Given the fact that the vast majority of brokers value the use cases of open banking, NextGen.Net/Frollo suggested that there could be better education on the practical applications of the CDR scheme generally.

Mr Carn concluded: “Awareness of CDR is an issue. Consumer awareness is still pretty low, but we have to bear in mind that legislation only came into effect on 1 July 2020.”

He continued: “The opportunity to streamline credit decisions by using CDR data to reduce unnecessary friction in the application process and speed up the decision process is a game changer for the sector. 

“Use cases, such as income, expense and liability verification, will also help to reduce the costs and risks involved on the lender side, making it a logical and popular use case among banks, lenders, fintechs and brokers and aggregators alike. It also presents a new way for how customers can be sourced and nurtured through their life cycle.

“It’s not just the one moment in time (such as getting a home loan), but the opportunities to get customers ‘fit for finance’ before and after,” Mr Carn said.

Frollo founder and CEO Gareth Gumbley added that more could be done to provide clarity on how to become involved with the CDR scheme, too: “The biggest challenge is giving organisations enough clarity about what it takes to become involved in CDR so that they can assess the costs and return on investment.

“As it stands, there is ambiguity around the process to become an ADR (accredited data recipient). It’s complex, the rules aren’t clear, and for many it’s perceived as a mountain too big to climb.  

“Getting clarity around the costs involved is another factor, and the only way for that to happen is have  more organisations coming onboard and becoming accredited. The more businesses that are accredited, the better, and that’s where the ACCC is putting a lot of its focus. The momentum will come as more businesses are involved and more people start benefiting from CDR and showing that value in a way that creates FOMO (fear of missing out).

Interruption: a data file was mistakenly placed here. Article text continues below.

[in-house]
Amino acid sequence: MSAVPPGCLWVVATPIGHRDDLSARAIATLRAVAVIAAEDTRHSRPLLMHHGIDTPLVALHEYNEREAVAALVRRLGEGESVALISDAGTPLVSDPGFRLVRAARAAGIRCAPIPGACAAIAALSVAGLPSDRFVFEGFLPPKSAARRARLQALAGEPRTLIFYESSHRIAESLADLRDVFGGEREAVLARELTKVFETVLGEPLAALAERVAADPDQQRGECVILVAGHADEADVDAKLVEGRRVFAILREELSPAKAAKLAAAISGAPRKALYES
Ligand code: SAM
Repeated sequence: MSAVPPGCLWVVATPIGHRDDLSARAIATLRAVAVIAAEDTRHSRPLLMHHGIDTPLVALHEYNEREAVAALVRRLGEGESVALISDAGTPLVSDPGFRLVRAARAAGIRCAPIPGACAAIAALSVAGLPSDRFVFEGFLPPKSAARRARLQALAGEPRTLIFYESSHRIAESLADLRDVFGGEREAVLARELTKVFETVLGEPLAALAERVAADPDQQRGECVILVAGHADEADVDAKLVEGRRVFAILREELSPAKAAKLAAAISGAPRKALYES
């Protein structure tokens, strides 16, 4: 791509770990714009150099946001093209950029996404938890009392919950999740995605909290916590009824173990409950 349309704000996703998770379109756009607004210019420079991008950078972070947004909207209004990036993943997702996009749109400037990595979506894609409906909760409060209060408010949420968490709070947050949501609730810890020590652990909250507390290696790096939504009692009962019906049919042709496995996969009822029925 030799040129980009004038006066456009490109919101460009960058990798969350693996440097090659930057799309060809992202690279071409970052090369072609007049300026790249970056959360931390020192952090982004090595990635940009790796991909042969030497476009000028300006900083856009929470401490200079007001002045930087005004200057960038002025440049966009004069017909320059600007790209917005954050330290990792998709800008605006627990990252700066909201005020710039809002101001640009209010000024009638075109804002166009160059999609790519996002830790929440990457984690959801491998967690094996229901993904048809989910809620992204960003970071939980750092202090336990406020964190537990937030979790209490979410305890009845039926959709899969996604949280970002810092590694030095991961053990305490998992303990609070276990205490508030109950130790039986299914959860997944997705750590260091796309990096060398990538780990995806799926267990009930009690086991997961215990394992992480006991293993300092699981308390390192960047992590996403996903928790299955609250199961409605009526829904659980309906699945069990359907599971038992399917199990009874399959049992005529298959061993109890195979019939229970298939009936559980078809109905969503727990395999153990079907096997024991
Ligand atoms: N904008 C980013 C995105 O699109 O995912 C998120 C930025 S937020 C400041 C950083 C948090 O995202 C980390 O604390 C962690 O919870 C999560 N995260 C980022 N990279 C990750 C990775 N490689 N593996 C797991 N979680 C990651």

“Lastly, successful participation from data holders is also important. If the infrastructure, organisations and data quality are not good enough, then the use cases will fall over. It’s a matter of getting all the ingredients and  processes right – and delivered in the right order – so that we have a recipe for success.”

He concluded: “Once we have more organisations successfully delivering on more use cases, the ecosystem will be ready for innovation to thrive.”

You can find out more about the findings of The State of Open Banking in Australia report in next week’s episode of the In Focus video series, partnered by NextGen.Net and Frollo.

You can also learn more about how the open banking regime will impact mortgages in the upcoming webcast The Advent of Digital Mortgages, hosted by our sister brand Mortgage Business.

The free, live webcast will hear from Tony Carn and NAB’s Steve Kane as they walk through the ins and outs of what is needed to deliver a truly digital mortgage process.

You can register for the free webcast, here.

[Related: Consultation opens on CDR access for brokers]

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Annie Kane

Annie Kane

AUTHOR

Annie Kane is the editor of The Adviser and Mortgage Business.